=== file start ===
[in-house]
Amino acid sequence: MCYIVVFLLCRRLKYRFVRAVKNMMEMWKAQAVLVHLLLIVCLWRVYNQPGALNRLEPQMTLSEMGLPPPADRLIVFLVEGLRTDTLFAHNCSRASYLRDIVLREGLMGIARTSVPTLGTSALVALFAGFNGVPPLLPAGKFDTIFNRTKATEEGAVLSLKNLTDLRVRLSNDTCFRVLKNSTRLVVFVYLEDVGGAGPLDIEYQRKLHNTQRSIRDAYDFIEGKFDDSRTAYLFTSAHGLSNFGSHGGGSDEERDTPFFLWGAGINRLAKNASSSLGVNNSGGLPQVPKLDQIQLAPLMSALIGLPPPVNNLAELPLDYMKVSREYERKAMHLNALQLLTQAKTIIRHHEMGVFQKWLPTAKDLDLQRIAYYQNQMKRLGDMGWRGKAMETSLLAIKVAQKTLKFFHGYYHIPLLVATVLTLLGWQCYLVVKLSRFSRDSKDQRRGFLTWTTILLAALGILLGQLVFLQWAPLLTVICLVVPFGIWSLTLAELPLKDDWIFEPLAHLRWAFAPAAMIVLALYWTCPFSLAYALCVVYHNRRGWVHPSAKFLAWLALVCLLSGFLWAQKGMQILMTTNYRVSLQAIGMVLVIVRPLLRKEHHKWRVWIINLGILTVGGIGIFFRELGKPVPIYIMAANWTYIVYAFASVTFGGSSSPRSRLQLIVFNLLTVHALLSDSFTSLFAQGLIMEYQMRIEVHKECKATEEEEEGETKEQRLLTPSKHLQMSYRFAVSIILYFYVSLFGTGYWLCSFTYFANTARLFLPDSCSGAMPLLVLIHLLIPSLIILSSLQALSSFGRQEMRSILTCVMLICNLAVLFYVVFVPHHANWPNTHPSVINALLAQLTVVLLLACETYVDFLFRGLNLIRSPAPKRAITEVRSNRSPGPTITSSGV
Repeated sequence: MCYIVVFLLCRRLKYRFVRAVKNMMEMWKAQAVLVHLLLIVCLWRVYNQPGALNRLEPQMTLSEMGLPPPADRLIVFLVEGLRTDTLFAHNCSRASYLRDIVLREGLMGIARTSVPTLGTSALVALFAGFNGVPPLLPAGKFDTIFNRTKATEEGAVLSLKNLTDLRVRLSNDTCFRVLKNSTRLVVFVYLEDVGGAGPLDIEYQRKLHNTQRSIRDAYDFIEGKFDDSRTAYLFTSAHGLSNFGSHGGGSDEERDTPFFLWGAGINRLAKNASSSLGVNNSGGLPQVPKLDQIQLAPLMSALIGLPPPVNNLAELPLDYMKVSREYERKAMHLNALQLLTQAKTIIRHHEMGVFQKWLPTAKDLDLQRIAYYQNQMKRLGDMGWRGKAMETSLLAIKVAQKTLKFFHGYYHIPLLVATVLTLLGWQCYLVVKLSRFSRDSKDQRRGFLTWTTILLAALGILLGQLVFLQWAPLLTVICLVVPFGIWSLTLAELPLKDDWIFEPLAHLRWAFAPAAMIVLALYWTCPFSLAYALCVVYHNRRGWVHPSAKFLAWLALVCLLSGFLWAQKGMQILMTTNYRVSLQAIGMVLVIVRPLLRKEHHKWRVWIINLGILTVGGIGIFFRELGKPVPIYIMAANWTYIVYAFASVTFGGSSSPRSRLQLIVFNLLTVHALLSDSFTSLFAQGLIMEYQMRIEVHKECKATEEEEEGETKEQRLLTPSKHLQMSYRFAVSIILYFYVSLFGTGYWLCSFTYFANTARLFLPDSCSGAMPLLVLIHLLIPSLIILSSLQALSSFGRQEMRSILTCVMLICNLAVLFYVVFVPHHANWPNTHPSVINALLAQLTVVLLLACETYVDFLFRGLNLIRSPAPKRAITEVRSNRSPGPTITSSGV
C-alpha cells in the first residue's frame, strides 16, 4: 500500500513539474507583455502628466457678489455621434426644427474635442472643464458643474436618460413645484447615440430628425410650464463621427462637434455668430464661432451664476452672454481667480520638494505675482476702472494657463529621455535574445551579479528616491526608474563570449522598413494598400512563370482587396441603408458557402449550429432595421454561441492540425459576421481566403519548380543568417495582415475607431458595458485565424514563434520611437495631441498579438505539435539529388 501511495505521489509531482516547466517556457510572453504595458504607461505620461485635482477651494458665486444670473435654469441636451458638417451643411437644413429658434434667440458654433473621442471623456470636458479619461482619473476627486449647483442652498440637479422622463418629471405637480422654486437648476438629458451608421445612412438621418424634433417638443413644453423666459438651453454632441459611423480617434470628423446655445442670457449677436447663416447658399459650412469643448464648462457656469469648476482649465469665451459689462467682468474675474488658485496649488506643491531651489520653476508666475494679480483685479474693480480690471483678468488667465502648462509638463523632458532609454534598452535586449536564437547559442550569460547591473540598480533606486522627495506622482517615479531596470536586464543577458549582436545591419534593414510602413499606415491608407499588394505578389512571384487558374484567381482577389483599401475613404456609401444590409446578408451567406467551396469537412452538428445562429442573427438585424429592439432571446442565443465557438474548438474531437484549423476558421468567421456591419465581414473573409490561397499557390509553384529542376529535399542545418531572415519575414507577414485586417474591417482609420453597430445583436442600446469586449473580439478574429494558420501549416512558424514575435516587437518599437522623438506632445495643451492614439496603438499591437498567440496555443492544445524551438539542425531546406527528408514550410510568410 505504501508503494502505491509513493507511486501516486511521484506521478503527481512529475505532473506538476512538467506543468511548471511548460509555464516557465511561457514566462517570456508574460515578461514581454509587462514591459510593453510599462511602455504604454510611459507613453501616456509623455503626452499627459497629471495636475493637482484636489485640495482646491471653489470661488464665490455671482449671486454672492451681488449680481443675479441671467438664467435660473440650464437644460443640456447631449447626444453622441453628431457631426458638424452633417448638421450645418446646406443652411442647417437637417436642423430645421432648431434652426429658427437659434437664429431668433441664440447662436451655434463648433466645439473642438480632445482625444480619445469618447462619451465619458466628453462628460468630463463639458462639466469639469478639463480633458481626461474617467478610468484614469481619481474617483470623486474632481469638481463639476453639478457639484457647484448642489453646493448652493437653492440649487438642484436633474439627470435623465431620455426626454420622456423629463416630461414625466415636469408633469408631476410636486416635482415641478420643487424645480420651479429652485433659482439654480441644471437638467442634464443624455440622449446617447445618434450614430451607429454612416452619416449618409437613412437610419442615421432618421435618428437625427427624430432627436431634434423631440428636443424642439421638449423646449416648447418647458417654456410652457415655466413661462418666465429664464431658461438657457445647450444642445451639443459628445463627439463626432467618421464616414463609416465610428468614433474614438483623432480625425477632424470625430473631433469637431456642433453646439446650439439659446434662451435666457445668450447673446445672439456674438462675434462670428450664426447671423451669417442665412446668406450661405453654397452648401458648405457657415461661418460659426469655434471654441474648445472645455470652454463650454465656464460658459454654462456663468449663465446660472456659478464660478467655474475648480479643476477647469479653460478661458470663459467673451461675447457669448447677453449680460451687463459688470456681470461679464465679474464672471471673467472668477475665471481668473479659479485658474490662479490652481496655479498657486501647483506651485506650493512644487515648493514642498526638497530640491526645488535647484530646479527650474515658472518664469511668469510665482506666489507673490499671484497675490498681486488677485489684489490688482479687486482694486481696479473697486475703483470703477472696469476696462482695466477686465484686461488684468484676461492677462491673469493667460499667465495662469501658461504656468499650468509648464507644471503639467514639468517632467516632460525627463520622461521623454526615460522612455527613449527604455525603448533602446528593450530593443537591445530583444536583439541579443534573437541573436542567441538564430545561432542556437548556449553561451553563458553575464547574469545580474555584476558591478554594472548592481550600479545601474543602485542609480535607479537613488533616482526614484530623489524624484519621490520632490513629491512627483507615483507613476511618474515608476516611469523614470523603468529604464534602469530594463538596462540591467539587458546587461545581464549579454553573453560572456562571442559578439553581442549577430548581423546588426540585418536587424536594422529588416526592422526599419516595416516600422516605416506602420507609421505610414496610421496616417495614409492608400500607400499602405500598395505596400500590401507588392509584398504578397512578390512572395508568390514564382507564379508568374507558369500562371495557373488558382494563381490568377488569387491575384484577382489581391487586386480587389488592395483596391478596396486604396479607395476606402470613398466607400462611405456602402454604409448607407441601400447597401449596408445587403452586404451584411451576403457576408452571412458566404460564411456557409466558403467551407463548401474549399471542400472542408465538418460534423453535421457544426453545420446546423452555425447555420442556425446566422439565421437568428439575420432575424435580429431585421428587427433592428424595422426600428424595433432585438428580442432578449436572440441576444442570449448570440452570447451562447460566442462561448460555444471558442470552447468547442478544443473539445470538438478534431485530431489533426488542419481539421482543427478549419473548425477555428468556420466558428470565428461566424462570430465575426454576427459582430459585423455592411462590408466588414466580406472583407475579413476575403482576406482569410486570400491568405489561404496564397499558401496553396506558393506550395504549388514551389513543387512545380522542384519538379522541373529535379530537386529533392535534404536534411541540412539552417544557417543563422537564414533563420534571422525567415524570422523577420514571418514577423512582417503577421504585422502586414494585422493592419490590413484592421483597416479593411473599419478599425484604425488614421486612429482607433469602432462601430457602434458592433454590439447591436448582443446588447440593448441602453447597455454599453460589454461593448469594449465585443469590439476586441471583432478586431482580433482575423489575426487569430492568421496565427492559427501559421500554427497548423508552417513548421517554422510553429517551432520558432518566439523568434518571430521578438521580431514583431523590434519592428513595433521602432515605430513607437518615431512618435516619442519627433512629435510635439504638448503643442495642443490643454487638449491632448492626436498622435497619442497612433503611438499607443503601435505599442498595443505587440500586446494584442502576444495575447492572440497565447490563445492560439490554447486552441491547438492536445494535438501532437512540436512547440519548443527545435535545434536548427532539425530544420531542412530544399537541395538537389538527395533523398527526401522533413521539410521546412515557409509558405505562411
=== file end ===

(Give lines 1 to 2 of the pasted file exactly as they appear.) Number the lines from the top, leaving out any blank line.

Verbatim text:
[in-house]
Amino acid sequence: MCYIVVFLLCRRLKYRFVRAVKNMMEMWKAQAVLVHLLLIVCLWRVYNQPGALNRLEPQMTLSEMGLPPPADRLIVFLVEGLRTDTLFAHNCSRASYLRDIVLREGLMGIARTSVPTLGTSALVALFAGFNGVPPLLPAGKFDTIFNRTKATEEGAVLSLKNLTDLRVRLSNDTCFRVLKNSTRLVVFVYLEDVGGAGPLDIEYQRKLHNTQRSIRDAYDFIEGKFDDSRTAYLFTSAHGLSNFGSHGGGSDEERDTPFFLWGAGINRLAKNASSSLGVNNSGGLPQVPKLDQIQLAPLMSALIGLPPPVNNLAELPLDYMKVSREYERKAMHLNALQLLTQAKTIIRHHEMGVFQKWLPTAKDLDLQRIAYYQNQMKRLGDMGWRGKAMETSLLAIKVAQKTLKFFHGYYHIPLLVATVLTLLGWQCYLVVKLSRFSRDSKDQRRGFLTWTTILLAALGILLGQLVFLQWAPLLTVICLVVPFGIWSLTLAELPLKDDWIFEPLAHLRWAFAPAAMIVLALYWTCPFSLAYALCVVYHNRRGWVHPSAKFLAWLALVCLLSGFLWAQKGMQILMTTNYRVSLQAIGMVLVIVRPLLRKEHHKWRVWIINLGILTVGGIGIFFRELGKPVPIYIMAANWTYIVYAFASVTFGGSSSPRSRLQLIVFNLLTVHALLSDSFTSLFAQGLIMEYQMRIEVHKECKATEEEEEGETKEQRLLTPSKHLQMSYRFAVSIILYFYVSLFGTGYWLCSFTYFANTARLFLPDSCSGAMPLLVLIHLLIPSLIILSSLQALSSFGRQEMRSILTCVMLICNLAVLFYVVFVPHHANWPNTHPSVINALLAQLTVVLLLACETYVDFLFRGLNLIRSPAPKRAITEVRSNRSPGPTITSSGV